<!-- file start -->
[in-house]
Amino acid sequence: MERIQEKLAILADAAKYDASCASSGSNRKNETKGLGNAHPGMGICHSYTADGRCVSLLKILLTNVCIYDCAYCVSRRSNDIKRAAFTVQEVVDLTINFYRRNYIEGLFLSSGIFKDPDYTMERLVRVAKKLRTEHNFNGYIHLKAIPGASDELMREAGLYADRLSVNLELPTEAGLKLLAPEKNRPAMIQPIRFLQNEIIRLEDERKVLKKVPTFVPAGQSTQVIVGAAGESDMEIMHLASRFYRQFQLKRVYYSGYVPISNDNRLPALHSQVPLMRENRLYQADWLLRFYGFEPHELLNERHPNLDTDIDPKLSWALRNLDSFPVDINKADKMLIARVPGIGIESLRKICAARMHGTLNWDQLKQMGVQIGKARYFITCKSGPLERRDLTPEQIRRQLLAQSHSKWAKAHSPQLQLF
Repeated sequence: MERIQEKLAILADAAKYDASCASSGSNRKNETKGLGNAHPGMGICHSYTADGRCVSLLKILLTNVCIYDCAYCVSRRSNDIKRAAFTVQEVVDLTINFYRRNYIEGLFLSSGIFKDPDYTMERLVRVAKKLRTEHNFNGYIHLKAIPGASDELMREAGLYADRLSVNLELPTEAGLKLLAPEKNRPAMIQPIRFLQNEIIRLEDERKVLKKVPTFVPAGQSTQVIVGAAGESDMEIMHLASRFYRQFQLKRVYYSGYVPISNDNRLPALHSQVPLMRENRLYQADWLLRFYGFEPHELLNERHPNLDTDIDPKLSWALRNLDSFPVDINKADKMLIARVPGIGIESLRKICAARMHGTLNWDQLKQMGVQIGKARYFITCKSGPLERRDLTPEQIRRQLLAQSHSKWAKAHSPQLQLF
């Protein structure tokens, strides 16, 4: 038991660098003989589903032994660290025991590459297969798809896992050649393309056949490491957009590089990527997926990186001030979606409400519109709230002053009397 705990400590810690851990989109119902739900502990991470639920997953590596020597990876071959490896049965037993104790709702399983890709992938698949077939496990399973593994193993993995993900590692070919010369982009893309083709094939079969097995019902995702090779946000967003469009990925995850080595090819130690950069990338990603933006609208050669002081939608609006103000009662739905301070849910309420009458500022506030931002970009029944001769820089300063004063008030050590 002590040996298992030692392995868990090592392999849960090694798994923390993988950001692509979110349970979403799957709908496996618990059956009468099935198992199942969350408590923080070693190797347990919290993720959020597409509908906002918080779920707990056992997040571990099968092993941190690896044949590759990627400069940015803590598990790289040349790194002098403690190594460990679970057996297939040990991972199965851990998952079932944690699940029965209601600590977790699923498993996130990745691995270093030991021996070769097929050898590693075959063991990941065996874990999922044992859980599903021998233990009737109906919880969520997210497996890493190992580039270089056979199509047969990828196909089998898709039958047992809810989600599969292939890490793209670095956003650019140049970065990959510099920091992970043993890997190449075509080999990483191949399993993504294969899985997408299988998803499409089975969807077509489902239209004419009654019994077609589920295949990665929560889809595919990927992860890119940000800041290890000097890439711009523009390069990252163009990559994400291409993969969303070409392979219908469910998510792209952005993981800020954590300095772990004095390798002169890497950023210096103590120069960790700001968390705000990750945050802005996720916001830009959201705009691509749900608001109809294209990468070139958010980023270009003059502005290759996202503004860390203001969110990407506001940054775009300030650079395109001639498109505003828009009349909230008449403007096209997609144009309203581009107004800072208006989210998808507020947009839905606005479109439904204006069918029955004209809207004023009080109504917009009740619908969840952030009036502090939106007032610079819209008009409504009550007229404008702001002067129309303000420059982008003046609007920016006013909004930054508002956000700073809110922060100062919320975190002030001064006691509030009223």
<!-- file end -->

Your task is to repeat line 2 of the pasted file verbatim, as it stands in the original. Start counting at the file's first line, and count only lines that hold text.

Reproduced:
Amino acid sequence: MERIQEKLAILADAAKYDASCASSGSNRKNETKGLGNAHPGMGICHSYTADGRCVSLLKILLTNVCIYDCAYCVSRRSNDIKRAAFTVQEVVDLTINFYRRNYIEGLFLSSGIFKDPDYTMERLVRVAKKLRTEHNFNGYIHLKAIPGASDELMREAGLYADRLSVNLELPTEAGLKLLAPEKNRPAMIQPIRFLQNEIIRLEDERKVLKKVPTFVPAGQSTQVIVGAAGESDMEIMHLASRFYRQFQLKRVYYSGYVPISNDNRLPALHSQVPLMRENRLYQADWLLRFYGFEPHELLNERHPNLDTDIDPKLSWALRNLDSFPVDINKADKMLIARVPGIGIESLRKICAARMHGTLNWDQLKQMGVQIGKARYFITCKSGPLERRDLTPEQIRRQLLAQSHSKWAKAHSPQLQLF